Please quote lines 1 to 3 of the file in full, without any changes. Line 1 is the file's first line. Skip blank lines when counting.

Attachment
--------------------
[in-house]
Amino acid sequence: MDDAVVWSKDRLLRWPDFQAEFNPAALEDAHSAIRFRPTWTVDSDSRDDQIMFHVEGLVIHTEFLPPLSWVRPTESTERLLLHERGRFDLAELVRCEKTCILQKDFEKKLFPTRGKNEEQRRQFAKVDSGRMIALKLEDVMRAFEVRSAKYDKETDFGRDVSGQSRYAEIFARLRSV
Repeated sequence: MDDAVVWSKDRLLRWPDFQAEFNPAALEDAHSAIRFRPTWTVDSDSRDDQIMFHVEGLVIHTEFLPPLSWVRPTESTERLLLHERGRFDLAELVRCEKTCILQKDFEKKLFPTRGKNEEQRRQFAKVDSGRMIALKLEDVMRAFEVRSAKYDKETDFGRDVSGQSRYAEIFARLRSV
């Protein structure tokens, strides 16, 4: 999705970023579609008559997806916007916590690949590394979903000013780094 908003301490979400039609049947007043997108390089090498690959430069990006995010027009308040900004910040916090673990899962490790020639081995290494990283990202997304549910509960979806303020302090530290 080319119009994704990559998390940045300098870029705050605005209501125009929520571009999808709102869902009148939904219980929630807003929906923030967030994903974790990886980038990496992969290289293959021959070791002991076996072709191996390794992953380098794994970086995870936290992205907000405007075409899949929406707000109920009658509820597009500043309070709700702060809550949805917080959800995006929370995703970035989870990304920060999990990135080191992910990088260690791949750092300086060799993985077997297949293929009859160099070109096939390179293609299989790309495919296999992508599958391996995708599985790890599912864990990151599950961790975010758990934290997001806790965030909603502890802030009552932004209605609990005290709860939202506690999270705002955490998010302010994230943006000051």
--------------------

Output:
[in-house]
Amino acid sequence: MDDAVVWSKDRLLRWPDFQAEFNPAALEDAHSAIRFRPTWTVDSDSRDDQIMFHVEGLVIHTEFLPPLSWVRPTESTERLLLHERGRFDLAELVRCEKTCILQKDFEKKLFPTRGKNEEQRRQFAKVDSGRMIALKLEDVMRAFEVRSAKYDKETDFGRDVSGQSRYAEIFARLRSV
Repeated sequence: MDDAVVWSKDRLLRWPDFQAEFNPAALEDAHSAIRFRPTWTVDSDSRDDQIMFHVEGLVIHTEFLPPLSWVRPTESTERLLLHERGRFDLAELVRCEKTCILQKDFEKKLFPTRGKNEEQRRQFAKVDSGRMIALKLEDVMRAFEVRSAKYDKETDFGRDVSGQSRYAEIFARLRSV